3
Charon92
16d

So this is a thing in JS:

var state = 'tom';
var o = {
  name: 'test',
  state: state,
  ...( ( true && ( this.state = 'jamie' ) ) && false ) && { state }
}

Figure out what it does.

Comments
  • 1
    `( ( true && ( this.state = 'jamie' ) ) && false ) && { state }`
    this part of the code does literally nothing, other than set this.state to 'jamie'
  • 0
    @PartTimeRanter

    You'd think so right? But you'd be wrong.
  • 4
    Blaming a language for a dev abusing its features
  • 0
    @Codex404

    Not blaming it at all. Just confused by it is all.
  • 2
    And this, children, is why you don't use var and why you prefer const (although in this case const doesn't help much, but use it anyway!)
  • 3
    @inaba and its mutable then use let
  • 0
    Rainbows maybe I dunno
  • 0
    nonsense
  • 0
    V8 tells you to screw off and quits.
  • 1
    I don't know what the ... Does. But the rest of it is simple.
  • 1
    As said earlier, OP is using the language incorrectly. But to be fair I didn't even know the spread operator was a thing.
  • 0
    Here it is running
  • 0
    Running pt 2
  • 0
    Let me get in my computer to explain what's going on here because typing code into a phone is fucked
  • 0
    @AlgoRythm

    It isn't incorrect, it's just not how it should be used. There's nothing stopping it being used that way other than the fact it's horrible to read.
  • 0
    Okay so what's going on here is really simple:

    We're defining a global variable, state, and assigning "tom" to it. We are then creating an object called o, and giving it some useless data (name), and it's own variable called "state", which we set to the global variable "state", which is "tom".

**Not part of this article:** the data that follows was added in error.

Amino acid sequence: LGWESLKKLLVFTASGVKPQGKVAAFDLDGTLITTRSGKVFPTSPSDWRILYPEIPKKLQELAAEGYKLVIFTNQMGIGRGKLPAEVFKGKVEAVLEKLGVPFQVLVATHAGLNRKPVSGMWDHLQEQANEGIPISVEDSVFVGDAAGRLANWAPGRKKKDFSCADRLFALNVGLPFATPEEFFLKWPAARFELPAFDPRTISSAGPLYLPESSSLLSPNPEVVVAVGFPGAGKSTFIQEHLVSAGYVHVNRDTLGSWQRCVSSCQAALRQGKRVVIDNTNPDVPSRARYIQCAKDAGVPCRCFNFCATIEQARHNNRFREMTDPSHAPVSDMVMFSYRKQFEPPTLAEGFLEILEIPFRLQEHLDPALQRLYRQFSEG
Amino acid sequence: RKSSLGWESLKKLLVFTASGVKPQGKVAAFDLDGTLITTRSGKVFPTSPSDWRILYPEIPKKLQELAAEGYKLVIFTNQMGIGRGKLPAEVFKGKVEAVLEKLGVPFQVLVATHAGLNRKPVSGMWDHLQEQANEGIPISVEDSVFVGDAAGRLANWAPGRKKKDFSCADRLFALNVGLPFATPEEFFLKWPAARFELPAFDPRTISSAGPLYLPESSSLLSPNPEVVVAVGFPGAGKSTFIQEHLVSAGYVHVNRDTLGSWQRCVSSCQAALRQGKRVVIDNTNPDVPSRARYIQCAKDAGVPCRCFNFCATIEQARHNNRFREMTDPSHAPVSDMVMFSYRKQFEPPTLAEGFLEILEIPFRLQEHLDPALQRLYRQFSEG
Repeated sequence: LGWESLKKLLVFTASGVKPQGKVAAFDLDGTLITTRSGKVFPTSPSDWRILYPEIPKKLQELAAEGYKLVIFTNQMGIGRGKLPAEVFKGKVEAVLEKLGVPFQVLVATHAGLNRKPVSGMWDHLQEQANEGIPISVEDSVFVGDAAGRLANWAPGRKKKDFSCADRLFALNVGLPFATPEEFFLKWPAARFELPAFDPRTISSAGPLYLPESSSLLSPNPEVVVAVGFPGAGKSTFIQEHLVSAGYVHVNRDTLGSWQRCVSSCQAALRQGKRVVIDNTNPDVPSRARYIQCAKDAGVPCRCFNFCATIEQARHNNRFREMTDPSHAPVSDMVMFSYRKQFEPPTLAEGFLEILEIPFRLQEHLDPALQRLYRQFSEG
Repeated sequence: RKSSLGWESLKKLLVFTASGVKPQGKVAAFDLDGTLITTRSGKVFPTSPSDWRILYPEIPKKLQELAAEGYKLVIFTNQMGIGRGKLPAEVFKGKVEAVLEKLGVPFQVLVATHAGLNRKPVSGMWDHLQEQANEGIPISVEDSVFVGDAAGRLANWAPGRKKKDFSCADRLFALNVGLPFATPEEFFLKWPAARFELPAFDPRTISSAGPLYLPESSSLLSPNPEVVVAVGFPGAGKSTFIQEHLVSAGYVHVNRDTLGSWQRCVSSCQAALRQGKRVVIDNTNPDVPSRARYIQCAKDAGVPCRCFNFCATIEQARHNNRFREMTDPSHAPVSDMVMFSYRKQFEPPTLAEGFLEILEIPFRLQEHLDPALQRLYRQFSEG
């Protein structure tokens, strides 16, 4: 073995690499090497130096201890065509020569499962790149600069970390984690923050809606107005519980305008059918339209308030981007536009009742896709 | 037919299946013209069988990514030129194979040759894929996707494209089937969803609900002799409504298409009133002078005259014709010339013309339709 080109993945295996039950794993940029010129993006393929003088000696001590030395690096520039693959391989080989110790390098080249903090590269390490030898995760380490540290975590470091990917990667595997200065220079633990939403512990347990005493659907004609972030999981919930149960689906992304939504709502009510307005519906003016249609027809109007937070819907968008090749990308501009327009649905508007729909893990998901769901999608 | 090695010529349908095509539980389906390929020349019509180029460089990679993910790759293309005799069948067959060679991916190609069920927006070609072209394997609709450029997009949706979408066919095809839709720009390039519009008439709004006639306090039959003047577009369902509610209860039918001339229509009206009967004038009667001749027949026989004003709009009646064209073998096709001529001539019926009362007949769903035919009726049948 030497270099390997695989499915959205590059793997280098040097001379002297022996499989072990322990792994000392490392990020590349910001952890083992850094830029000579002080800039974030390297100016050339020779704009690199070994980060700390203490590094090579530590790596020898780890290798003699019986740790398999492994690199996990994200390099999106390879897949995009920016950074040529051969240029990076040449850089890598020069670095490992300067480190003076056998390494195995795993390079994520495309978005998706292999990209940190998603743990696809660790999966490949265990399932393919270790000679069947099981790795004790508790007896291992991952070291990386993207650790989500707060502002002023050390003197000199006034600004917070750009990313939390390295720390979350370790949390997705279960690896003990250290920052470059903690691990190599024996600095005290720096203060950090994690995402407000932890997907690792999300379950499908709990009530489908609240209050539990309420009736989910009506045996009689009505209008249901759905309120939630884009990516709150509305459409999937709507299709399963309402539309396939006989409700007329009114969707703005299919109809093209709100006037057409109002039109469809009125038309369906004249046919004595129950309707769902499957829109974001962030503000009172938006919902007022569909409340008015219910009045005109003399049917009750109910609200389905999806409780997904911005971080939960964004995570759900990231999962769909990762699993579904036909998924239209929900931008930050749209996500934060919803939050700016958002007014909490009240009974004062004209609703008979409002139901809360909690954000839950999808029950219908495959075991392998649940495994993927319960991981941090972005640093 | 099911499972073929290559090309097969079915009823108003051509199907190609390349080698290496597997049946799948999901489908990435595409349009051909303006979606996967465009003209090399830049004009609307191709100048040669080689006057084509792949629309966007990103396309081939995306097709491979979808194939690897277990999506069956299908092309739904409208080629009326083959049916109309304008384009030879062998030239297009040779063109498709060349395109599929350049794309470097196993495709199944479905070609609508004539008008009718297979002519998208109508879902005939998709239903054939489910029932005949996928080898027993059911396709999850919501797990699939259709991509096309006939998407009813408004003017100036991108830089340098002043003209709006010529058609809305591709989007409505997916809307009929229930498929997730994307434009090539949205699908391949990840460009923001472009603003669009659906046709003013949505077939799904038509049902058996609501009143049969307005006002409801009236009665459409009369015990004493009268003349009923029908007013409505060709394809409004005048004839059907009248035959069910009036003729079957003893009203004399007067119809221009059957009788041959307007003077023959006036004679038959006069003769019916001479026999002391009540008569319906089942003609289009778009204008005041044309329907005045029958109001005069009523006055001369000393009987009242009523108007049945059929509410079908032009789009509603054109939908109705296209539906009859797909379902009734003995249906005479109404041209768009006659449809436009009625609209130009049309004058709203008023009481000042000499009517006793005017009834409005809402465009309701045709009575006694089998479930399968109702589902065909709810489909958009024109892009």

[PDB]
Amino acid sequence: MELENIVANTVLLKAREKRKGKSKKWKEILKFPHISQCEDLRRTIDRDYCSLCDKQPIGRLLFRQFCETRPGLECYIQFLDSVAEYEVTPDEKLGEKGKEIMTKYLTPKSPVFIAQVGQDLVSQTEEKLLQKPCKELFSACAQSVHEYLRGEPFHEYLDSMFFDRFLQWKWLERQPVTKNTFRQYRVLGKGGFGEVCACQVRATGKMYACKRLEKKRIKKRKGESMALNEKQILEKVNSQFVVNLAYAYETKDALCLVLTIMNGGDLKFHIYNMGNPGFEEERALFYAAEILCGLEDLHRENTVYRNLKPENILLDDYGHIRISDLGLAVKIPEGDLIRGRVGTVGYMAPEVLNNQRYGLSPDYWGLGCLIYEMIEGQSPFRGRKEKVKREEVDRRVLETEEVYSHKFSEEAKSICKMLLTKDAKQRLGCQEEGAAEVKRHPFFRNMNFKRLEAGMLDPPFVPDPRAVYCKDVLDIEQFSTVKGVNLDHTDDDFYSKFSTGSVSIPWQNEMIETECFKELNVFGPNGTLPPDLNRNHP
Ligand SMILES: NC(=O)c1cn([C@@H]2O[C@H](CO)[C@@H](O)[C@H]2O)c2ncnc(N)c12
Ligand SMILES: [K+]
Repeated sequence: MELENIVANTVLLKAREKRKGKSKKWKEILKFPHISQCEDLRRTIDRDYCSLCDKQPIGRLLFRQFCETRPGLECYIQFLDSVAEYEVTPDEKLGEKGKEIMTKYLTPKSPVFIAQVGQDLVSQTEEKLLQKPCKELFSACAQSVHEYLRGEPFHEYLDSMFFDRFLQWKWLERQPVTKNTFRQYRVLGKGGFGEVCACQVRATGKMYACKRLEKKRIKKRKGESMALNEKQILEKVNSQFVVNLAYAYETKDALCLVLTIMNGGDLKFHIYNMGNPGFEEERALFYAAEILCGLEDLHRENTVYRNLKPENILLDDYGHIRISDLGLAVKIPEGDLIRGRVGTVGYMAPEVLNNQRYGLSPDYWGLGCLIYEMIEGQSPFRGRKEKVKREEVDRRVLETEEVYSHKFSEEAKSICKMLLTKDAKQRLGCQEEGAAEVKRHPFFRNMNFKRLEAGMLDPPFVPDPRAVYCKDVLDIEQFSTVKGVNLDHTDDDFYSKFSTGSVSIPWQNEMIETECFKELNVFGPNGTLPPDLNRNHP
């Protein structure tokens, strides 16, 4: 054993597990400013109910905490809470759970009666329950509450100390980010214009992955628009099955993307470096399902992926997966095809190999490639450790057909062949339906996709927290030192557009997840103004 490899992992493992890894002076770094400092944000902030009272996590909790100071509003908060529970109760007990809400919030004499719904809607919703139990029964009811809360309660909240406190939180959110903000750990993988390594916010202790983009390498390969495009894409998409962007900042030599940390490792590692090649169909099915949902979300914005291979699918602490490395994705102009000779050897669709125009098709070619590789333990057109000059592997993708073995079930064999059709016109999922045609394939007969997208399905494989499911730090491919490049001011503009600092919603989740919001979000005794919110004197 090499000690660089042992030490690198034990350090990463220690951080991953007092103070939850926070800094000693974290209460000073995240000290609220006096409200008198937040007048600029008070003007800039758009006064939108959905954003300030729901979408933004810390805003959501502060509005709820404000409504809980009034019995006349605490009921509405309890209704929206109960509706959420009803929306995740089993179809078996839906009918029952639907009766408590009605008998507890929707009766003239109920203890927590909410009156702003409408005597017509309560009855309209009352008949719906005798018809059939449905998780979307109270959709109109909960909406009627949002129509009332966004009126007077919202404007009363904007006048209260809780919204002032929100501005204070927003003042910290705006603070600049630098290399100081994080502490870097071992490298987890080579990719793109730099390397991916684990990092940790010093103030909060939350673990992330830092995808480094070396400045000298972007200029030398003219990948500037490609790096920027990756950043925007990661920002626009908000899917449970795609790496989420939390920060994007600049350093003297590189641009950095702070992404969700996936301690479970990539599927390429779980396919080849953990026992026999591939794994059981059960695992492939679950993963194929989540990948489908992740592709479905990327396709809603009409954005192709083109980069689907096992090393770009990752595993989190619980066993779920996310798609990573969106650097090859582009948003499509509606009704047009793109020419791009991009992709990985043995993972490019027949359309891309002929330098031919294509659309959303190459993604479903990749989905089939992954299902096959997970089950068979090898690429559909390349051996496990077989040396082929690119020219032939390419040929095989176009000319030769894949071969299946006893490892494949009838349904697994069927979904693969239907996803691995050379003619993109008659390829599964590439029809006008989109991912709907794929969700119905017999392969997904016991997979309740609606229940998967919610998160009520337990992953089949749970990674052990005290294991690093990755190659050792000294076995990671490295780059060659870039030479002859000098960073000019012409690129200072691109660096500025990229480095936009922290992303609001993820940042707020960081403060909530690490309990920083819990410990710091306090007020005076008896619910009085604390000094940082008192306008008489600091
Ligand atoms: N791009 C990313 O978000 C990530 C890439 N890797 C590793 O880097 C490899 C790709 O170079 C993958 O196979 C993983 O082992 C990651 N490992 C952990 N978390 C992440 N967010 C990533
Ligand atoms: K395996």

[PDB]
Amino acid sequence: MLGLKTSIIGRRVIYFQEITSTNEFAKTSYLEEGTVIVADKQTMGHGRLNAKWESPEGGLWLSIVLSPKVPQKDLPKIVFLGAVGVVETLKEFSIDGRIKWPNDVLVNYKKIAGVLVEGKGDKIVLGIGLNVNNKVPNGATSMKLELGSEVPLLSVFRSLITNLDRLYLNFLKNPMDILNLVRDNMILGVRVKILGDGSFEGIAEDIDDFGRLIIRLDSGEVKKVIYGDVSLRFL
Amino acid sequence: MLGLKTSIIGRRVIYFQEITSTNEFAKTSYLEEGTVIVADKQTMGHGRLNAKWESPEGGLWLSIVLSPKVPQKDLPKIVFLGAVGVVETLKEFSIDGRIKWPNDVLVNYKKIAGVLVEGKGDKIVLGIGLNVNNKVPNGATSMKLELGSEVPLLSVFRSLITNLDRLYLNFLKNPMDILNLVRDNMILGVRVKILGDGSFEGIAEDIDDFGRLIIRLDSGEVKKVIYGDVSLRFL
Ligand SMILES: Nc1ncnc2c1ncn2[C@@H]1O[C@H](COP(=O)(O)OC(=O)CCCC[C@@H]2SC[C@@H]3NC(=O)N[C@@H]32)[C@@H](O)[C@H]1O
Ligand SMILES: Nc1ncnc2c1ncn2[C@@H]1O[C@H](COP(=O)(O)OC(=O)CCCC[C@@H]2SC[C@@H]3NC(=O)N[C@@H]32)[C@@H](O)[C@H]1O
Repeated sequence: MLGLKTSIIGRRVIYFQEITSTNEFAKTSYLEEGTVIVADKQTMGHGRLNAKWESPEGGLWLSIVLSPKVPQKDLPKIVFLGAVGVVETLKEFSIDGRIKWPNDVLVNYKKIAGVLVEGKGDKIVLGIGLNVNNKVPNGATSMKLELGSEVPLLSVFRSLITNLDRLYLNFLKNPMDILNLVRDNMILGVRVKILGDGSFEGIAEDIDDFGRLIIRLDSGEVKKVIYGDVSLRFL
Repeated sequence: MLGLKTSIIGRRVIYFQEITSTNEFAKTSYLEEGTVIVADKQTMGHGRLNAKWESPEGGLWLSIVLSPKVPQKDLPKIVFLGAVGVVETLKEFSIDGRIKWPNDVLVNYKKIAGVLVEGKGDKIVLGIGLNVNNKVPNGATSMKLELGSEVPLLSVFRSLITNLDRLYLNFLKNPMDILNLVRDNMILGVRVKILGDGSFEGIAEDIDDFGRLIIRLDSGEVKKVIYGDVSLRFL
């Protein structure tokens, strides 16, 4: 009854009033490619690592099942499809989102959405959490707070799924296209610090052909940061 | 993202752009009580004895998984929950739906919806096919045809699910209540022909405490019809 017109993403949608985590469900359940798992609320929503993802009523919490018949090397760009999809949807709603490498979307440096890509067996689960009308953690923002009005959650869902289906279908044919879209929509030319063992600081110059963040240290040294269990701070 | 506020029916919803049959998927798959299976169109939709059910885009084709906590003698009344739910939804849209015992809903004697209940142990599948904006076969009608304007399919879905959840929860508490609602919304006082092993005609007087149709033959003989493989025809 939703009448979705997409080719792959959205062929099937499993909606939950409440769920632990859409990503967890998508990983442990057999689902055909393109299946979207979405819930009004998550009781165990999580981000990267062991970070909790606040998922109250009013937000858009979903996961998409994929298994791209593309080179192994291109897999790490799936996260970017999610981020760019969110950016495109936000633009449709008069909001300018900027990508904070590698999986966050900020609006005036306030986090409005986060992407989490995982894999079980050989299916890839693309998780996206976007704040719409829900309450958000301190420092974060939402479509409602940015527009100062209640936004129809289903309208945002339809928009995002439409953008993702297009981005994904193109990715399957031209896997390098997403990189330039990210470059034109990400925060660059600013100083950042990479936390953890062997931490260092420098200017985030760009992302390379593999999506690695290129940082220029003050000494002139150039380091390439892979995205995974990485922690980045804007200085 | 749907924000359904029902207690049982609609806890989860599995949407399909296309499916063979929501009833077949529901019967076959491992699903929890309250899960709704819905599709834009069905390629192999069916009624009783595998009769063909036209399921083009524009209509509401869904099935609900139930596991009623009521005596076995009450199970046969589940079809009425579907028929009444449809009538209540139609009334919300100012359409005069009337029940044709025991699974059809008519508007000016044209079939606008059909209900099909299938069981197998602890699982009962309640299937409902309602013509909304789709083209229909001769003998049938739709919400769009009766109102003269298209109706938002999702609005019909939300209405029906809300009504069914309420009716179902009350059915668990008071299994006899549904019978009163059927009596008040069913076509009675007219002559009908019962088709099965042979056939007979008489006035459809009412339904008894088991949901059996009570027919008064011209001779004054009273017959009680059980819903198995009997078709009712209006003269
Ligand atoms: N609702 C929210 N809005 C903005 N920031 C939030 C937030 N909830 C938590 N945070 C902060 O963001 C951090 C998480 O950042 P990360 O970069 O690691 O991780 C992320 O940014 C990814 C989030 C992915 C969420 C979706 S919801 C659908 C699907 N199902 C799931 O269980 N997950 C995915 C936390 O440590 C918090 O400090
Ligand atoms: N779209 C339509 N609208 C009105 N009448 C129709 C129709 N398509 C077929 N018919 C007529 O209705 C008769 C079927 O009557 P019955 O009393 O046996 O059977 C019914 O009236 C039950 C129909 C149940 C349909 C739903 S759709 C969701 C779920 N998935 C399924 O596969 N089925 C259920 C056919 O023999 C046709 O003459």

Then, we use the spread operator. This is a new one, refer to the screenshots above for what it does. Let's break down the obfuscated code.

    ( ( true && ( this.state = 'jamie' ) ) && false ) && { state }

    the hardest part here is ( this.state = 'jamie' ). See the screenshot attached: "this" refers to Window (the global scope), and since assignment returns what you assigned, this just evaluates to 'jamie'

    ( ( true && 'jamie' ) && false ) && { state }

    The rest is easy to figure out knowing how booleans work in JS. Anything other than 0 is true. so this is:

    ((true && true) && false) && true

    (true && false) && true

    false && true

    false

    You're spreading false into an object (continued...)
  • 1
    ...and spreading false does nothing because it's a single value. Spreading any single value, surprisingly, does nothing whatsoever to an object.

    Therefore, what this code does, is define a global variable, make an object with a useless variable, a variable that copies the global variable, and then a spread which evaluates code which re-assigns the global variable and does not affect the object itself.

    Thanks for coming to my ted talk.
  • 0
    @Charon92

    "It isn't incorrect, it's just not how it should be used."

    Just. Just please. Stop and think about what you have said here.

    I can go south down a north highway. When the cop stops me asks me why I'm driving the wrong way on the road, I'll say

    "Oh, it's not wrong. It's just not the way it was intended. There's nothing stopping me from doing it this way except it looks a little funny"

    And then I go to jail and lose my license for life.
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